Divergent Tγ cell functions in antigen-induced blastogenesis: facilitory interactions with Tnonγ cells and participation in monocyte- and prostaglandin-mediated suppression

Mary Ellen Kleinhenz, Jerrold J. Ellner

Research output: Contribution to journalArticle

Abstract

The contribution of Tγ cells, i.e., T cells bearing surface receptors for the Fc portion of IgG, to the immunologic response to antigen has not been assessed in health or disease. We examined the role of Tγ cells in antigen-induced blastogenesis of T cells from healthy subjects and characterized their participation in monocyte- and prostaglandin-mediated suppression. Cell fractions enriched in and depleted of Tγ cells were prepared from nonadherent T cells by preparative resetting with IgG-sensitized ox erythrocytes; antigen-induced blastogenesis was assayed as 3H-thymidine incorporation (3H-TdR), by microculture techniques. Removal of Tγ cells resulted in a Tnonγ cell fraction whose in vitro response to soluble antigen was a mean 40% ± 8 less than the response of the unseparated T cells from the same donors. Antigen did not induce 3H-TdR in cultures of Tγ cells; however, in cell-mixing experiments, addition of autologous Tγ cells reconstituted the antigen responsiveness of the Tnonγ cell fraction. Monocytes (MN) added to cell cultures at a ratio known to be suppressive in vitro (MN to T = 1:4) significantly decreased antigen-induced 3H-TdR of unseparated T cells but did not alter the antigen responses of Tnonγ cells. MN-dependent suppression was abrogated by co-culture with indomethacin. Exogenous prostaglandin E2, an immunosuppressive cyclooxygenase product of MN, selectively decreased antigen-induced 3H-TdR of cell cultures containing Tγ cells but did not affect antigen responses of Tnonγ cell fraction. Thus these studies show that MN and their cyclooxygenase products modulate Tγ cells to function in a suppressive mode. This demonstration of divergent Tγ cell functions indicates that the contribution of an expanded Tγ cell population to altered antigen reactivity in disease can be determined only by careful functional studies.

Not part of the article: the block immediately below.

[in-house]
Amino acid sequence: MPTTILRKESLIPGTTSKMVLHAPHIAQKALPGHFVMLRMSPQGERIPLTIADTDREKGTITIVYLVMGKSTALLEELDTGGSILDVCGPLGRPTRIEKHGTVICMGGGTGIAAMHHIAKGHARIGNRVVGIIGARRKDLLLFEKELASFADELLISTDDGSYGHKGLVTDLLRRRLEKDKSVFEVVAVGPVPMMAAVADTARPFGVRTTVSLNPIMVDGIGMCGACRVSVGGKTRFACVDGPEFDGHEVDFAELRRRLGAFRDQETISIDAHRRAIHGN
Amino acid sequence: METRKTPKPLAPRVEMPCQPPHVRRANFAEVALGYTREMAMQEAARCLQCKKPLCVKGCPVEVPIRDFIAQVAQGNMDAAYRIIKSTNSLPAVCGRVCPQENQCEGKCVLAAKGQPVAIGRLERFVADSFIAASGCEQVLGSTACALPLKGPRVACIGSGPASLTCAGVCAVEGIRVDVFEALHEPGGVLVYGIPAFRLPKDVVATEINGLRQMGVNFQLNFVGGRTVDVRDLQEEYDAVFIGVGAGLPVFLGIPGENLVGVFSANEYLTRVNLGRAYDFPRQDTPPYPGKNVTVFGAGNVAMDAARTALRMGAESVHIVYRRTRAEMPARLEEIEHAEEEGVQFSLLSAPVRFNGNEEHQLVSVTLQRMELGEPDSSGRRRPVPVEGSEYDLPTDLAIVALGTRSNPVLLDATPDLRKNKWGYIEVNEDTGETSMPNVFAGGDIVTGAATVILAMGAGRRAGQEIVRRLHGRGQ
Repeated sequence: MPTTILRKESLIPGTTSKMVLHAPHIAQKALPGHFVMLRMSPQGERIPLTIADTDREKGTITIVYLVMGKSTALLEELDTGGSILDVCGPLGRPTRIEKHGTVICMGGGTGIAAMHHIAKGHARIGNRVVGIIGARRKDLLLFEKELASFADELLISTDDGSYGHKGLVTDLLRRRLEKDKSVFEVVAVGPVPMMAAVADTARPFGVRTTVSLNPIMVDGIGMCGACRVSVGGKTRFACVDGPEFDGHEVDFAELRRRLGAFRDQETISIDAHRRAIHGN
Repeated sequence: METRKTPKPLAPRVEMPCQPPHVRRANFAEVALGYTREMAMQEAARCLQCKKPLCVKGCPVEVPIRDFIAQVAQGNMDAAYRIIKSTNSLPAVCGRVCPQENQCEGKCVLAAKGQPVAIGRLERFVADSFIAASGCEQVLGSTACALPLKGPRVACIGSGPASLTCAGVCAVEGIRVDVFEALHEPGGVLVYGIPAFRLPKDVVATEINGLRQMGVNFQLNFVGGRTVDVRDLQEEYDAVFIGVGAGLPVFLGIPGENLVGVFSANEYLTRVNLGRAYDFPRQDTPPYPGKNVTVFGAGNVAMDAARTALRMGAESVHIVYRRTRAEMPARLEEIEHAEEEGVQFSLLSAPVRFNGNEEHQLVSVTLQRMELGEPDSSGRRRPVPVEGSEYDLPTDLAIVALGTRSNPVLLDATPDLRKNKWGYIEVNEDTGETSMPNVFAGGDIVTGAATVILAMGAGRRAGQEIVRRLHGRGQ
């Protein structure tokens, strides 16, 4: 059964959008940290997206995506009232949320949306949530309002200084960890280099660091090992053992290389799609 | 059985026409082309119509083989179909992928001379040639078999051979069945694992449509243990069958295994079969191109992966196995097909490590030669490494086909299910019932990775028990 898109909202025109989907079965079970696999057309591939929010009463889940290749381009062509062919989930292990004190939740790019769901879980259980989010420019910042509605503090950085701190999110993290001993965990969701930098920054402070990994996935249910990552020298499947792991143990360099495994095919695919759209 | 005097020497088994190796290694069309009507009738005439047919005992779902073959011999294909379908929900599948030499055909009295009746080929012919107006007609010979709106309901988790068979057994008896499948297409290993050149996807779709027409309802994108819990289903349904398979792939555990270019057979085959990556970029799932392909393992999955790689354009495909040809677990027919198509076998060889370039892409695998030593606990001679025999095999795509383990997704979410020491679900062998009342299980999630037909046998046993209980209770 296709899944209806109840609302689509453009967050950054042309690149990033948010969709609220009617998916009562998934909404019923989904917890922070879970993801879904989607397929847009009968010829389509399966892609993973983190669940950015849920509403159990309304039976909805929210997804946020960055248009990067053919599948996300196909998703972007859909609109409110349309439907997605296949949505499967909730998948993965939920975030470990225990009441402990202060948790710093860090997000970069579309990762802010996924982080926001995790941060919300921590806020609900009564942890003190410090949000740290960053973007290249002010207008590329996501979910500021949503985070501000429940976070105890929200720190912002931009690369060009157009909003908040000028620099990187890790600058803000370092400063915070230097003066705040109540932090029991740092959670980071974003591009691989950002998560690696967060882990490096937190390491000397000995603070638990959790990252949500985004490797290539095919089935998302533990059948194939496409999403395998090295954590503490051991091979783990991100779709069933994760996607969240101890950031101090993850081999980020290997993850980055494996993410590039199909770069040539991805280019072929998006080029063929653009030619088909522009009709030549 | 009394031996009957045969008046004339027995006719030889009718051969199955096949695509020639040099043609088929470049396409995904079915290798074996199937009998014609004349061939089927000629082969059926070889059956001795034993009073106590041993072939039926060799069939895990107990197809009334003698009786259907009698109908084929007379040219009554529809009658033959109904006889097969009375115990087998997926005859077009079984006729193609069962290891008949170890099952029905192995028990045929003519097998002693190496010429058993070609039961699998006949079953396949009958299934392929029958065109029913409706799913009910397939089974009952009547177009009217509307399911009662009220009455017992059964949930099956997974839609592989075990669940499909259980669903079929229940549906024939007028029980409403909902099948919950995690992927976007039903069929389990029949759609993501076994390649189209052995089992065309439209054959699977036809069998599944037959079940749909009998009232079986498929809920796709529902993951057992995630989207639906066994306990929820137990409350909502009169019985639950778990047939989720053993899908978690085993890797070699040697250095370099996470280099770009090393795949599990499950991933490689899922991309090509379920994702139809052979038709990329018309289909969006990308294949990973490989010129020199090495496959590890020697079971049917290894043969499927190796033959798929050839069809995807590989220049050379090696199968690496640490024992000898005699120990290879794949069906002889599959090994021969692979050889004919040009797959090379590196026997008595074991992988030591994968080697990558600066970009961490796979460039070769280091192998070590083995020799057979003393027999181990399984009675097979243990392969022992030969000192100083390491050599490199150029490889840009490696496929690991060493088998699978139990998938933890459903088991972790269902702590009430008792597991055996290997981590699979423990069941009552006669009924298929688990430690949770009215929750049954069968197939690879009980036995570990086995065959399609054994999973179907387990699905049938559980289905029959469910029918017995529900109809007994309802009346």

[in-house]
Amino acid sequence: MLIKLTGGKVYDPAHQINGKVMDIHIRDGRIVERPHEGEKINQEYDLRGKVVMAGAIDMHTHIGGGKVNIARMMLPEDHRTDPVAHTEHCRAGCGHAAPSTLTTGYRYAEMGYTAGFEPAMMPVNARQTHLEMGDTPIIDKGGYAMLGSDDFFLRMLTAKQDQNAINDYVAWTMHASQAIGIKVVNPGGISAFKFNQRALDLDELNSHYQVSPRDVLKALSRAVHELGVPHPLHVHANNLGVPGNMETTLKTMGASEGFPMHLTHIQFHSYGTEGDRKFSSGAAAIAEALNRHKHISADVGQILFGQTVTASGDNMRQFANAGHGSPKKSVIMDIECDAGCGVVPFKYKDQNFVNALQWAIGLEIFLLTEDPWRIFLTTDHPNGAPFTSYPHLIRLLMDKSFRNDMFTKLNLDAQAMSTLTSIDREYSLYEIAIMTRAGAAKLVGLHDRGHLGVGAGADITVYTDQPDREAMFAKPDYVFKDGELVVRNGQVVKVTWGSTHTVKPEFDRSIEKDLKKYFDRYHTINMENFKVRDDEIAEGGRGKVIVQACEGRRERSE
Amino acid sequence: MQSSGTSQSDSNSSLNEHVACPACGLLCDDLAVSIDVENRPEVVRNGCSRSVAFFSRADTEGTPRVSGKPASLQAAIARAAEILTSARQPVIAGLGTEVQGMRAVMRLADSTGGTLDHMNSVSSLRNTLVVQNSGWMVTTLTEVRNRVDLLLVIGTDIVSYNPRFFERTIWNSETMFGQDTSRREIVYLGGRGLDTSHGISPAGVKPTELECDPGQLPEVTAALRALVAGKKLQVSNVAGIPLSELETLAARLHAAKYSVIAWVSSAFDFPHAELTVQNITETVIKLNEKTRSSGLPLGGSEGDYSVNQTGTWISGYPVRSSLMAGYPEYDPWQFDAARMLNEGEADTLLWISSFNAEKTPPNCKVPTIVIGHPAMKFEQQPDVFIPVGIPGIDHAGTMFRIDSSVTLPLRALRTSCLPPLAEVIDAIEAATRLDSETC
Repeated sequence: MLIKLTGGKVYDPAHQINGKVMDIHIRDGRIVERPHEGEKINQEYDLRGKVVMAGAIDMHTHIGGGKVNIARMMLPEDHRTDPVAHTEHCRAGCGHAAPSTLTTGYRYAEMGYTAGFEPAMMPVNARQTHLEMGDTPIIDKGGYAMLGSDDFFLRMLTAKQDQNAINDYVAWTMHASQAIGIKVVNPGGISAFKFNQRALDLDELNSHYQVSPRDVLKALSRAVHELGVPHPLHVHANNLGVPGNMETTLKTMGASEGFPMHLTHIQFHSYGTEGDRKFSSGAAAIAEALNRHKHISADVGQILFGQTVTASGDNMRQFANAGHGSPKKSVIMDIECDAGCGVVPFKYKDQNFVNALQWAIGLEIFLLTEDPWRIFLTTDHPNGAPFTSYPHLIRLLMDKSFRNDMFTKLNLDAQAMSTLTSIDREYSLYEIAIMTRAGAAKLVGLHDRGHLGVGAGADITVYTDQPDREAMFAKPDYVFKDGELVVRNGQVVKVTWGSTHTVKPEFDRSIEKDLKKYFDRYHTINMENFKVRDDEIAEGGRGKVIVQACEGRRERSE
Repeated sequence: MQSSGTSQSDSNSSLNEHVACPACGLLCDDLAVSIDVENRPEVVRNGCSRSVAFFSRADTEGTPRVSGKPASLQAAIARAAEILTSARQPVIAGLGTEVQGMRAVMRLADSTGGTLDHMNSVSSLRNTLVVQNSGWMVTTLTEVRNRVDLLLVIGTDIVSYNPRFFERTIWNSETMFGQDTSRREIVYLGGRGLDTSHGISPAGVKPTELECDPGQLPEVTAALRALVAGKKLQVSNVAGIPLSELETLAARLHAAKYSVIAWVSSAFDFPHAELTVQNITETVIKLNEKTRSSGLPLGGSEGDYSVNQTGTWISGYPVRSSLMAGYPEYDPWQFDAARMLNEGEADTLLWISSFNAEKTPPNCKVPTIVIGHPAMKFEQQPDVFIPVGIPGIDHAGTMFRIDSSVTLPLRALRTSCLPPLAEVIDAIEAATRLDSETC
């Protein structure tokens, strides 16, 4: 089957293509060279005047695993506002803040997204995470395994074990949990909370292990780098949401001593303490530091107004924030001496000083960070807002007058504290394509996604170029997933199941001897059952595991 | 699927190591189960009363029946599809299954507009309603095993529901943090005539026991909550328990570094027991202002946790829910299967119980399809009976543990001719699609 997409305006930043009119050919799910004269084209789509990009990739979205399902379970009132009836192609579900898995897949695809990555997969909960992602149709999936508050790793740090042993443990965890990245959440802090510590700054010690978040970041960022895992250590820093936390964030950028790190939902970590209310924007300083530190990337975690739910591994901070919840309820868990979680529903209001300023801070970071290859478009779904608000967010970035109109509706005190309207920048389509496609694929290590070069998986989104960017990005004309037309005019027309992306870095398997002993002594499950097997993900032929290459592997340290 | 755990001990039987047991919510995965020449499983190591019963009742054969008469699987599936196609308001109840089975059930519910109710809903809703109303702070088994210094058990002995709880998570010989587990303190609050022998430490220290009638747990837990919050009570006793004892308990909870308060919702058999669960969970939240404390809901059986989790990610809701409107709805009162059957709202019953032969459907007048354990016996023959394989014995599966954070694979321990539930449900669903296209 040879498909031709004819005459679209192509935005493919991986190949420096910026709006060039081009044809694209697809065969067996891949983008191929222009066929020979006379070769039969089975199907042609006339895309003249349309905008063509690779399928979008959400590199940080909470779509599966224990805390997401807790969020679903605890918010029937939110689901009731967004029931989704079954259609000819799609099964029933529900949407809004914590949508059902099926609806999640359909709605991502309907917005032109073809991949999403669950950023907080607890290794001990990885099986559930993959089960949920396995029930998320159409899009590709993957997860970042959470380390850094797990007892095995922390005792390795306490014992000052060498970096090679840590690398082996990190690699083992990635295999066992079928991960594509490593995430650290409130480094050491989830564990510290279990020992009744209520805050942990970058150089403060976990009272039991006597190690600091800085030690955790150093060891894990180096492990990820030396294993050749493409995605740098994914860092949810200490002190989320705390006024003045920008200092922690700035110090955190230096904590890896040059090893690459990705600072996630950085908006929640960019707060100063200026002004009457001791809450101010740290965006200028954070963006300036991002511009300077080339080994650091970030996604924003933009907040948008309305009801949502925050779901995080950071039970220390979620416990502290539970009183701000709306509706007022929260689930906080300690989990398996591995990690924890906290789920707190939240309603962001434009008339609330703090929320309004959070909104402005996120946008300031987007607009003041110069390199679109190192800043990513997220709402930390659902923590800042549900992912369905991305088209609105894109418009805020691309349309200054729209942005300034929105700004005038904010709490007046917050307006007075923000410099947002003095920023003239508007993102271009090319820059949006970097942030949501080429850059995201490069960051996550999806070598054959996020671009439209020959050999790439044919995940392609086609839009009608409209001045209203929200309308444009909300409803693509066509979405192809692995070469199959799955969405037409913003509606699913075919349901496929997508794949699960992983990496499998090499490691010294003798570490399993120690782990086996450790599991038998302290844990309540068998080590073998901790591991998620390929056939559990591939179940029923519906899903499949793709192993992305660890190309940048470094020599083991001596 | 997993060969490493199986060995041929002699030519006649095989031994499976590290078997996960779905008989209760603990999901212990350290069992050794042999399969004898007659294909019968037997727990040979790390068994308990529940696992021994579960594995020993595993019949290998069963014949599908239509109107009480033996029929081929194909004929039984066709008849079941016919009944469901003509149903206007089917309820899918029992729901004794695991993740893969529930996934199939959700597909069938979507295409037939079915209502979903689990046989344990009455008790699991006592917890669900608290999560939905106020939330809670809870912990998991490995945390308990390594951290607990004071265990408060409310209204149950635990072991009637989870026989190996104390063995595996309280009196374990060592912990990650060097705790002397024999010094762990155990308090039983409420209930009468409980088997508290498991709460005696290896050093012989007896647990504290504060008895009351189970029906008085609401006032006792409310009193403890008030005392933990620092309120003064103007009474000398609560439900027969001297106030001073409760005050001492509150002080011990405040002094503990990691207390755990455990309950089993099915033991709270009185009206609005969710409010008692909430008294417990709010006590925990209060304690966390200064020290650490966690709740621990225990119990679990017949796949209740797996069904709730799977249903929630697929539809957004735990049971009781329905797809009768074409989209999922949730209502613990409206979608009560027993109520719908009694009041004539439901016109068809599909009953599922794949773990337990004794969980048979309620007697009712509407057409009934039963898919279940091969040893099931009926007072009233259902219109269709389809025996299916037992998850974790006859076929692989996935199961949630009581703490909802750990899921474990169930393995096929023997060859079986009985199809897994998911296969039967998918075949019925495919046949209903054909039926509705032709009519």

Original languageEnglish (US)
Pages (from-to)751-761
Number of pages11
JournalThe Journal of Laboratory and Clinical Medicine
Volume102
Issue number5
StatePublished - 1983
Externally publishedYes

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T-cells
Lymphocyte Activation
Prostaglandins
Monocytes
T-Lymphocytes
Antigens
Thymidine
Cell culture
Prostaglandin-Endoperoxide Synthases
Bearings (structural)
Cell Culture Techniques
Immunoglobulin G
Fc Receptors
Cell Surface Receptors
Immunosuppressive Agents
Coculture Techniques
Dinoprostone
Indomethacin

ASJC Scopus subject areas

  • Medicine(all)
  • Pathology and Forensic Medicine

Cite this

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title = "Divergent Tγ cell functions in antigen-induced blastogenesis: facilitory interactions with Tnonγ cells and participation in monocyte- and prostaglandin-mediated suppression",